Jul 7, 2017Legal
New York City Makes a Push to Become a Life Sciences Hotspot

Written by Jeffrey C. Wu, Ph.D. and Brenden S. Gingrich, Ph.D.

New York City took a step toward its goal of becoming a life sciences hub with a $5 million grant from the mayor’s office to BioLabs@NYULangone, a biotech incubator in Manhattan formed from a collaboration between BioLabs and New York University’s Langone Medical Center.  The $5 million grant is part of the first tranche of funding from Mayor Bill Blasio’s LifeSci NYC program, a $500 million initiative to increase the number of life sciences startups in NYC.

The LifeSci NYC program, announced last December, describes itself as ten strategic initiatives designed to spur 16,000 new good-paying jobs and establish New York City as a leader in life sciences research and innovation.  According to a press release from the NYC’s Mayor’s office, the $5 million grant to BioLabs@NYULangone will fund a 50,000 square foot incubator workspace that will produce over 1,000 new jobs over the coming decade, while the LifeSci NYC program could spur over 100,000 new jobs over the same time period.

Mayor Bill Blasio introduced the grant by stating that:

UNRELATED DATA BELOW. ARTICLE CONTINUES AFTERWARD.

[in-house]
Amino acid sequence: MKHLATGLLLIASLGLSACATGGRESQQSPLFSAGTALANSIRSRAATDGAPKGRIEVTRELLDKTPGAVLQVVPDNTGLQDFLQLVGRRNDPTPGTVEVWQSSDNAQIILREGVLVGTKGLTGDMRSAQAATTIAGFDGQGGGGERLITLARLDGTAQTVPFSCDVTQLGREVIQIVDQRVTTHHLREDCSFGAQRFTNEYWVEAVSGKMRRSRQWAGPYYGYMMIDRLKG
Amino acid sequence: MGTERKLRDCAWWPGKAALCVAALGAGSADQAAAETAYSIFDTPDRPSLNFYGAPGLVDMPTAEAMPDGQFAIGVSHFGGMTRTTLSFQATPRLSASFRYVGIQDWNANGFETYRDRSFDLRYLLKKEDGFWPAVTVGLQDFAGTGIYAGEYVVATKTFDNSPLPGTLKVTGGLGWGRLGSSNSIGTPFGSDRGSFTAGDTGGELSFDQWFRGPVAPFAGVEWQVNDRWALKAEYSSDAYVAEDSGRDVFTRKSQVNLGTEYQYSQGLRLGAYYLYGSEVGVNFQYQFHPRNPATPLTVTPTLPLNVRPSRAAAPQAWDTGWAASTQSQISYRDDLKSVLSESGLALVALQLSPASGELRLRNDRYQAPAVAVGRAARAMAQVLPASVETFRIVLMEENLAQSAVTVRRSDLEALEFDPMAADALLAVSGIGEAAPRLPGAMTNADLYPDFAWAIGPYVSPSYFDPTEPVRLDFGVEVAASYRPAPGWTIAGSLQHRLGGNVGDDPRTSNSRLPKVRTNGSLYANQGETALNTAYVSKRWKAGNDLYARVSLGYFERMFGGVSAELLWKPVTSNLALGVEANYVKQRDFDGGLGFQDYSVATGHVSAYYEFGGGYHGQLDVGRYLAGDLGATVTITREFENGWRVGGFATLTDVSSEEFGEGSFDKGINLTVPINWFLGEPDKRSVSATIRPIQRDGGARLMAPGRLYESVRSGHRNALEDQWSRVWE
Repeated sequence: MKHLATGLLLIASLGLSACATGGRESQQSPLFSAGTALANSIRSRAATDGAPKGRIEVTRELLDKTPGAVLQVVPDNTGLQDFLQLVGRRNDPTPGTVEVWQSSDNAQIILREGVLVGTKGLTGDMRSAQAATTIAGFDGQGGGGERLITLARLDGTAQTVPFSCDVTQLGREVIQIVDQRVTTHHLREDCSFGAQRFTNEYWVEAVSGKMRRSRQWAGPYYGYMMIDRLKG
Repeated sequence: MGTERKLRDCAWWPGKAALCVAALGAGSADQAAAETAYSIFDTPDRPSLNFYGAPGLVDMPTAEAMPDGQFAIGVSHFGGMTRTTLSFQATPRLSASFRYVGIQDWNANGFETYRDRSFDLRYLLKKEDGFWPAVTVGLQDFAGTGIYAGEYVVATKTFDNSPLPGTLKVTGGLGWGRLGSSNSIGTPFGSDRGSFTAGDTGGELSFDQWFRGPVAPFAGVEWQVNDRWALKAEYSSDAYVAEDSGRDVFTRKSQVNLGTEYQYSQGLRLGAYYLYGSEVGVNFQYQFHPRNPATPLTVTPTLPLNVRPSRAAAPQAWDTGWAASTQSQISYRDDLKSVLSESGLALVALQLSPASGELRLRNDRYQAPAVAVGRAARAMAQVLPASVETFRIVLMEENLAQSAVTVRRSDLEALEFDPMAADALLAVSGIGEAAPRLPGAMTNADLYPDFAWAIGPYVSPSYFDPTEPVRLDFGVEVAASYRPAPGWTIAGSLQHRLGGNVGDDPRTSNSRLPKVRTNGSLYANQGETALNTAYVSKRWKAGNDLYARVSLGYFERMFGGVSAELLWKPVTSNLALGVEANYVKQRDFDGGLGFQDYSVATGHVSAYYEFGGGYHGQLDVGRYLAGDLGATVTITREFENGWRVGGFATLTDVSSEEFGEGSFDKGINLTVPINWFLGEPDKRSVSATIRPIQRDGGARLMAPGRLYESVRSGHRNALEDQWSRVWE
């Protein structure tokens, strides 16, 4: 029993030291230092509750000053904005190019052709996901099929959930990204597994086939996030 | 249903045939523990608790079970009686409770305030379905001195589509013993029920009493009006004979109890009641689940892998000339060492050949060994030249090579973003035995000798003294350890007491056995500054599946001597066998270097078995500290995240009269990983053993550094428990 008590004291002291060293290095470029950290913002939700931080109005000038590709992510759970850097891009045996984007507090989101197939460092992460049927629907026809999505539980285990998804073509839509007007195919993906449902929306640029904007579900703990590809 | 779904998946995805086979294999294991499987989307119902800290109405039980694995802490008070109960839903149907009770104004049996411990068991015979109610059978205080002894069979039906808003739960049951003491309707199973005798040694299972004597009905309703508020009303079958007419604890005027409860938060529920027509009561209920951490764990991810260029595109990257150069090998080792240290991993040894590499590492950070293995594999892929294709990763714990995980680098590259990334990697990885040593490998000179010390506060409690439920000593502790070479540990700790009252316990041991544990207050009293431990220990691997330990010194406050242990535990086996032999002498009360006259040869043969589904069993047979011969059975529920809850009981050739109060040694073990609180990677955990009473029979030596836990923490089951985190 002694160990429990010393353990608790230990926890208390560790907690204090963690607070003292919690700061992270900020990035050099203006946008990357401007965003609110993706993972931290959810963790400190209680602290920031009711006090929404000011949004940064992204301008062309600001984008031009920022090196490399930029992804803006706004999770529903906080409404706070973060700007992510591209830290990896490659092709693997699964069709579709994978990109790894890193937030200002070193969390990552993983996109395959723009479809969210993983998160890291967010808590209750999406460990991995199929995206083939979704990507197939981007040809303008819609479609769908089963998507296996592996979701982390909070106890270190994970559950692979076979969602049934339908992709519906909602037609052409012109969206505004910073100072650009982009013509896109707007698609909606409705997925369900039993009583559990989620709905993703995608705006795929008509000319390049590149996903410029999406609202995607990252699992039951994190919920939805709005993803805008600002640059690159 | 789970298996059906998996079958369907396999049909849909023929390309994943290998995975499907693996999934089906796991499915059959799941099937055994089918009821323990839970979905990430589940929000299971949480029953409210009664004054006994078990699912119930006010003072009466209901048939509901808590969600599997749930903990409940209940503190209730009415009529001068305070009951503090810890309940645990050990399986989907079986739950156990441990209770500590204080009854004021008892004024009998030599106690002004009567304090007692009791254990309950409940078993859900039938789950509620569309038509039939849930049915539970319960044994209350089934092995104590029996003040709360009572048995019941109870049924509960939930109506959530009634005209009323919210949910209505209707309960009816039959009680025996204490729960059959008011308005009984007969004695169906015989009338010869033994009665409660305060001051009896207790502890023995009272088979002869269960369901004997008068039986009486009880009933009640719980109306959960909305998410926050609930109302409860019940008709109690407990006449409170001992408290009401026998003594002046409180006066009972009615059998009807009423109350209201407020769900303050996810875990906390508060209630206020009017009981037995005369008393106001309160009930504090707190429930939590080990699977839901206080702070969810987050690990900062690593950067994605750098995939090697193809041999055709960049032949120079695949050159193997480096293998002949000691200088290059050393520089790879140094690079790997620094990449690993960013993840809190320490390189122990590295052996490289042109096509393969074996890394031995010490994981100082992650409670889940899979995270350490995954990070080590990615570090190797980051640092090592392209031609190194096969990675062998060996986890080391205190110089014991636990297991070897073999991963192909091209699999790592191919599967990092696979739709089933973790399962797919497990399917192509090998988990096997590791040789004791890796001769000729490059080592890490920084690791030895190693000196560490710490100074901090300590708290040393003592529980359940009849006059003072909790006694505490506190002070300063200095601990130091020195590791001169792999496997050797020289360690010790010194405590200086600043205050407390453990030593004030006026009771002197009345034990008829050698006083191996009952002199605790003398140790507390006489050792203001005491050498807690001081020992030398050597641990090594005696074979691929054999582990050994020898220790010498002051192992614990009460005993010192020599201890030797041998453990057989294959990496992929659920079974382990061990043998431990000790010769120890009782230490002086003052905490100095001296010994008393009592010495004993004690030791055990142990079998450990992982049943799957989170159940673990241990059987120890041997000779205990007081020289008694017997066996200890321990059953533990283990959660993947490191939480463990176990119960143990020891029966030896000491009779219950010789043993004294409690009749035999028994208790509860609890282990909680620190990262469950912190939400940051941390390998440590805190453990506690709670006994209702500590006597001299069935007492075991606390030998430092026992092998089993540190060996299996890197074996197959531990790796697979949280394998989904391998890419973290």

With this grant we are investing in New York’s emerging Life Science economy, one that  benefits New York workers and encourages collaboration between our great research institutions, innovators and startup businesses. When it comes to science and technology, we will leverage our competitive edge and spur 100,000 good-paying jobs over the next decade – all to make our city more affordable for all.

The incubator will be designed to house 35 startup companies seeking to convert research discoveries into new life sciences businesses producing additional NYC jobs.

The NYC life sciences sector has been described as having 16 percent job growth since 2009, one of the sectors with the highest job growth in the city.  With the active involvement of the LifeSci NYC program, it appears that the life sciences industry is likely to continue its growth in New York City over the next decade.

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